★★★★★ - Adelaide Theatre Guide ★★★★ - The Advertiser “It’s about connection. Connection in all its forms: between people, friends, lovers, electricity cords & sockets, all getting close. Trying to get closer.” Intimacy is dead, and we’re partying with its corpse. The award-winning Intoxication returns to Melbourne Fringe 2018, after acclaimed seasons at Melbourne Fringe 2017, Critical Animals in Newcastle, Bondi Feast and Adelaide Fringe 2018! Intoxication is a post-dramatic patchwork about queer millennial anxiety; exploring how the intense fear of being alone rules modern society, and how one person’s loneliness is symptomatic of everyone’s problem. Inspired by the work of sociologist Brené Brown, Intoxication weaves together concepts of vulnerability and shame with Christopher's personal experience of a brain injury and amnesia, and the overall anxiety of being queer in the technological age. First performed as a full production in the 2016 Midsumma festival, the show was reworked and rewritten as a monologue, inspired after Christopher met Kate Mulvany and worked with Gob Squad during their visit to Melbourne in 2016. This shorter version debuted in 2017 at Canberra's You Are Here experimental arts festival.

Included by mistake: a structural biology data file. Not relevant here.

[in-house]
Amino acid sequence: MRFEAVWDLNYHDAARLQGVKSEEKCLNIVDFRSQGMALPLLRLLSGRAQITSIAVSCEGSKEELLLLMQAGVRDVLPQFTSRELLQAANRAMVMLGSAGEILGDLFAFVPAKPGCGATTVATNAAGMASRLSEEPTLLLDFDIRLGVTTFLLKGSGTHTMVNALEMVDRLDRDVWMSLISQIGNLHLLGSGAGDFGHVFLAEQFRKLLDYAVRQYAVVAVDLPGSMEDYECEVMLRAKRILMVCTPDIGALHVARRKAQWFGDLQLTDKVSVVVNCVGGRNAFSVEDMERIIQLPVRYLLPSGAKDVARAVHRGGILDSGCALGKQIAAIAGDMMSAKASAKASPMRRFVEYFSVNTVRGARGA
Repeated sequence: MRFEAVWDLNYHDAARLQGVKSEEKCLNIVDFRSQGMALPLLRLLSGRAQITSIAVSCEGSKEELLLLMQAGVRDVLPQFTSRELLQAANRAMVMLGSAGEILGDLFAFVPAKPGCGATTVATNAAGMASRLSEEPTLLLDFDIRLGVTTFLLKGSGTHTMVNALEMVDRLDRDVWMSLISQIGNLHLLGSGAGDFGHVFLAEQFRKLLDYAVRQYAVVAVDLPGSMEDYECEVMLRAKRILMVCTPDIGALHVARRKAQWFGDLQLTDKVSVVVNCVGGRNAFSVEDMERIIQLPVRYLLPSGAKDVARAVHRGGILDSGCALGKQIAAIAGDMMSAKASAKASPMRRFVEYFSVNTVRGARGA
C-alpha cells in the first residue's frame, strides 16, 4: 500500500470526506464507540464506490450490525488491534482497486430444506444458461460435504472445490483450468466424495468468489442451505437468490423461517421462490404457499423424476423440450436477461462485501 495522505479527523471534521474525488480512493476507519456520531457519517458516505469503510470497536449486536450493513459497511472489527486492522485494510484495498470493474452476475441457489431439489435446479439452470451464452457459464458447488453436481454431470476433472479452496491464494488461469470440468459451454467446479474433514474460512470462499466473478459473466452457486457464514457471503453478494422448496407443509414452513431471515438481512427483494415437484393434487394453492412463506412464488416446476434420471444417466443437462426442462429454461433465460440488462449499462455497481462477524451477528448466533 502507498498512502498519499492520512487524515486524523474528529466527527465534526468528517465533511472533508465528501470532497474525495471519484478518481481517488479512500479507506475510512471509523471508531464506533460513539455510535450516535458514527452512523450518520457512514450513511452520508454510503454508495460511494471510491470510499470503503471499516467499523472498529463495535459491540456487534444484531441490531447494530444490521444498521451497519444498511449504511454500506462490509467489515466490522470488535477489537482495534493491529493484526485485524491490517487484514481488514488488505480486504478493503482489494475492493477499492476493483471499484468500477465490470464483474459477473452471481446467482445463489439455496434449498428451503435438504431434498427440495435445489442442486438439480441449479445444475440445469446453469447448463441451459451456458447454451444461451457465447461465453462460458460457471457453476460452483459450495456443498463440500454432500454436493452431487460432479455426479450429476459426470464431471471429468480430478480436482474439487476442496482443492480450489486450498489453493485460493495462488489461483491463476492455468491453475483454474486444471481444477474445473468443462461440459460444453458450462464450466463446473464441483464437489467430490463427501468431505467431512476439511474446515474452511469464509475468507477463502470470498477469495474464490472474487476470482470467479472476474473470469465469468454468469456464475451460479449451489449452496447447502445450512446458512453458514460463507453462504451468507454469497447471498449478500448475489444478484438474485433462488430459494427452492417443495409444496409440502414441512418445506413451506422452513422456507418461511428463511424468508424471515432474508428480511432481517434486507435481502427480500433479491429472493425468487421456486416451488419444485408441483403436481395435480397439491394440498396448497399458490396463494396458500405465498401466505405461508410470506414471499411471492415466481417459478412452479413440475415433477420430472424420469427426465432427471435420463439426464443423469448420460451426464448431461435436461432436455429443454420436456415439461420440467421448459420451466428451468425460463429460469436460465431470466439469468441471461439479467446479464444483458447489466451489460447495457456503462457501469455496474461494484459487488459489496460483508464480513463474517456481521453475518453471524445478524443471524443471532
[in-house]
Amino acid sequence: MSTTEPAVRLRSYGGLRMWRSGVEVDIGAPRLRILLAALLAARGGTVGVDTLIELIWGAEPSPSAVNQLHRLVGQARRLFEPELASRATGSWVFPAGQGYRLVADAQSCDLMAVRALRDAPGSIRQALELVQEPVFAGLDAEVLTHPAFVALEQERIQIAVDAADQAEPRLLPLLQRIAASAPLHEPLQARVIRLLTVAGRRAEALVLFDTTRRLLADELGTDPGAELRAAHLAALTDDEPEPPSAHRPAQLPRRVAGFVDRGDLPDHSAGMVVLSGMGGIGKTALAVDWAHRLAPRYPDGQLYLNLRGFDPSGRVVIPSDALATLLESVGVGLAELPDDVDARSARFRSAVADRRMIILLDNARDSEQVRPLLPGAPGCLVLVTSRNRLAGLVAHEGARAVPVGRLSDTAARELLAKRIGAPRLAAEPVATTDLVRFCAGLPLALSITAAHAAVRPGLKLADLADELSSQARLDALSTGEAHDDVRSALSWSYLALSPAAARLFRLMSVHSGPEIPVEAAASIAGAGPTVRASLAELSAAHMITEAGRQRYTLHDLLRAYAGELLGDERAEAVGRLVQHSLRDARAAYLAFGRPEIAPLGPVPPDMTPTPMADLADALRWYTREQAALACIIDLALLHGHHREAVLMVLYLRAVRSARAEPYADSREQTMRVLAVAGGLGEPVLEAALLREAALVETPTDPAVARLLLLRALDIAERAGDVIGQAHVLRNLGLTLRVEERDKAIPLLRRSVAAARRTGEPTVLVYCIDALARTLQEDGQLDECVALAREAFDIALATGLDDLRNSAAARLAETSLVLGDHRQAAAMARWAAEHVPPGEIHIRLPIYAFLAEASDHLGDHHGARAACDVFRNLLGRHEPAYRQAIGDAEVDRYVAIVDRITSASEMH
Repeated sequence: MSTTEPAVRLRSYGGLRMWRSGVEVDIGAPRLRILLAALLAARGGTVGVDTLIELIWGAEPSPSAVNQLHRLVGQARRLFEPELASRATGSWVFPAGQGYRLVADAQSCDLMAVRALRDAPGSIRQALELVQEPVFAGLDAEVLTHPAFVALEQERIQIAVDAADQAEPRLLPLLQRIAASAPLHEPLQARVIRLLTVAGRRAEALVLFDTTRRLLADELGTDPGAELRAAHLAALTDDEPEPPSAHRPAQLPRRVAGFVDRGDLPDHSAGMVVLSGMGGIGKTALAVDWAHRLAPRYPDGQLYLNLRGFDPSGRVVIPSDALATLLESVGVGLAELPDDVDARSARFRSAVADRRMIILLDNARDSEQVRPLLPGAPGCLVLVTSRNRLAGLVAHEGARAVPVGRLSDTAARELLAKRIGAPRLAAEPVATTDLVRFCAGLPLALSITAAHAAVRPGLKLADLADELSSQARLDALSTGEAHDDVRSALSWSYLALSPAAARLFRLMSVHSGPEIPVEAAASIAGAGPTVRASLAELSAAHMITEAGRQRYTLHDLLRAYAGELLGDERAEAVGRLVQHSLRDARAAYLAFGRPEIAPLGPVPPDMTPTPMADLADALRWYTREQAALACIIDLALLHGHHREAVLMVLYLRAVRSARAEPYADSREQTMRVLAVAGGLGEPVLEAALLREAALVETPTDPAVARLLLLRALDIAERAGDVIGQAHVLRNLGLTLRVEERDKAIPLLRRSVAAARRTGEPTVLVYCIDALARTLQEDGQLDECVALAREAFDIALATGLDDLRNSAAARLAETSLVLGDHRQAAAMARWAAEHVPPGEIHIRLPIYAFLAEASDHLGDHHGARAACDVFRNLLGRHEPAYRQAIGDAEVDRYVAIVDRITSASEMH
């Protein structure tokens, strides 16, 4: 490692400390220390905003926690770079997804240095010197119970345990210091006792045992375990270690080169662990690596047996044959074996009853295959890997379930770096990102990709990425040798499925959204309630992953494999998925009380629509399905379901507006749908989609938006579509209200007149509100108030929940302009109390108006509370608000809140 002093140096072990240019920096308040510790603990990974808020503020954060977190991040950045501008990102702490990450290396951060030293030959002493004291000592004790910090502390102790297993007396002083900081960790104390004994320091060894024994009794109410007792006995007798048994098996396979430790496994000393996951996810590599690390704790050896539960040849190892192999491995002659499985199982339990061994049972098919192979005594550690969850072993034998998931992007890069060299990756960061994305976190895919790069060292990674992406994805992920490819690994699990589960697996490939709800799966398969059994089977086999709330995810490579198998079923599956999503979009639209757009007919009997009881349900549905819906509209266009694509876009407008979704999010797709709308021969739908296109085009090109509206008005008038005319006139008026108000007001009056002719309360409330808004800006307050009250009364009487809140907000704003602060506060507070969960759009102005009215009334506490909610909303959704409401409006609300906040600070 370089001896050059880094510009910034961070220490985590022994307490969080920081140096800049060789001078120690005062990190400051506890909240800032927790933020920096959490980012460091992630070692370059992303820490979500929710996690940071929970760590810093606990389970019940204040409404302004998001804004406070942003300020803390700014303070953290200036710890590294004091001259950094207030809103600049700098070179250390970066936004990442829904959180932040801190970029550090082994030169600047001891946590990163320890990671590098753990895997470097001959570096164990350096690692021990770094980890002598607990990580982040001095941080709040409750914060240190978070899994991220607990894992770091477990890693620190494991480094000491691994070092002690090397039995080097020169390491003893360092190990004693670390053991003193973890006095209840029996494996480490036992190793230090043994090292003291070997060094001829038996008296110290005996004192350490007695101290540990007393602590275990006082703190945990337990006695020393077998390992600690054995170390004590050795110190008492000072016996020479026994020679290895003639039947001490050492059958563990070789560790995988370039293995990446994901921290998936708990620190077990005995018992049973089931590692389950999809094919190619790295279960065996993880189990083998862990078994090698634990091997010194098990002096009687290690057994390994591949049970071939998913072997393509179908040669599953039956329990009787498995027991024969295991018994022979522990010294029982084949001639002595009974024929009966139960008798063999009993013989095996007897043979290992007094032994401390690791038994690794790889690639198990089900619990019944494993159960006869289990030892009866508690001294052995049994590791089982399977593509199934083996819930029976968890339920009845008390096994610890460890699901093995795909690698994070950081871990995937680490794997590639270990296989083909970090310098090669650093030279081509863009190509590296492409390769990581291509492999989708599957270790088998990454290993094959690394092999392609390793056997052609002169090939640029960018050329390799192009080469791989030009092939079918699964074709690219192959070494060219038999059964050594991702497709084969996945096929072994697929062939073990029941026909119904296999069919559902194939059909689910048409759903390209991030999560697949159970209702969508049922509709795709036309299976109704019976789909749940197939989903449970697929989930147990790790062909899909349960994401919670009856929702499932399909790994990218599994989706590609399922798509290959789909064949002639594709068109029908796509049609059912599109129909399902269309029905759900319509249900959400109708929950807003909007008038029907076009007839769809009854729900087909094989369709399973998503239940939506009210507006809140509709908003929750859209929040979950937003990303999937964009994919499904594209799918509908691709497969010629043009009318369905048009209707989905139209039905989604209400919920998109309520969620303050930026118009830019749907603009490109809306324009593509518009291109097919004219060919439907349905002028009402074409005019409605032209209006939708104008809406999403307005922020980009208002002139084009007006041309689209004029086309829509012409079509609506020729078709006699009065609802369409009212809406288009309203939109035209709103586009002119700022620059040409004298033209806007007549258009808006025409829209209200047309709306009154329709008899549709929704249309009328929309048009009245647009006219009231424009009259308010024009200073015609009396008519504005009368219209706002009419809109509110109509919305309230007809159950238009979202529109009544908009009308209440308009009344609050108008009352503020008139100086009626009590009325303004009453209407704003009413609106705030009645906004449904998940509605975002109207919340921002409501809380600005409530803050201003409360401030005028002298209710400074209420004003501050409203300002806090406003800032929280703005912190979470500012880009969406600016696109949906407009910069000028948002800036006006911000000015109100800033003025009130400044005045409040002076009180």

Warning: Contains strong coarse language, adult themes
“A hard hitting drama, this one-man monologue is made for small rooms and audiences who open themselves up to the figure on stage, make eye contact and prepare for a genuine, moving performance.” ★★★★ - Mitch Mott, The Advertiser ““Intoxication” is a well-written and well-crafted piece of theatre that completely encapsulates the message of self acceptance and finding the ability to love yourself so that it will enable you to love someone else. A message we can all appreciate.” ★★★★★
- Luke Wagner, Adelaide Theatre Guide “Bryant delivers acute reflections on the possibilities for intimacy in an age of distraction, largely by taking stock of his failed relationships. He combines camp humour, soul-baring revelation, distilled insight and hard-won wisdom.” - Cameron Woodhead, The Age